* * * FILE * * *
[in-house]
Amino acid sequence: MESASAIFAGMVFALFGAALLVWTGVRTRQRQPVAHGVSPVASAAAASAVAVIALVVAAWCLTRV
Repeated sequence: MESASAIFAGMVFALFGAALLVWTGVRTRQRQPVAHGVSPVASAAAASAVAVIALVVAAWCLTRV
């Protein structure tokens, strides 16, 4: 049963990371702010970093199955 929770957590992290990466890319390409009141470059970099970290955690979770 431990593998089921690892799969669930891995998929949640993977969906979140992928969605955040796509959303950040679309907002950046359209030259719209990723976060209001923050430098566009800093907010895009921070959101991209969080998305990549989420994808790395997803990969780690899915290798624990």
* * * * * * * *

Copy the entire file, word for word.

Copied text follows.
[in-house]
Amino acid sequence: MESASAIFAGMVFALFGAALLVWTGVRTRQRQPVAHGVSPVASAAAASAVAVIALVVAAWCLTRV
Repeated sequence: MESASAIFAGMVFALFGAALLVWTGVRTRQRQPVAHGVSPVASAAAASAVAVIALVVAAWCLTRV
């Protein structure tokens, strides 16, 4: 049963990371702010970093199955 929770957590992290990466890319390409009141470059970099970290955690979770 431990593998089921690892799969669930891995998929949640993977969906979140992928969605955040796509959303950040679309907002950046359209030259719209990723976060209001923050430098566009800093907010895009921070959101991209969080998305990549989420994808790395997803990969780690899915290798624990």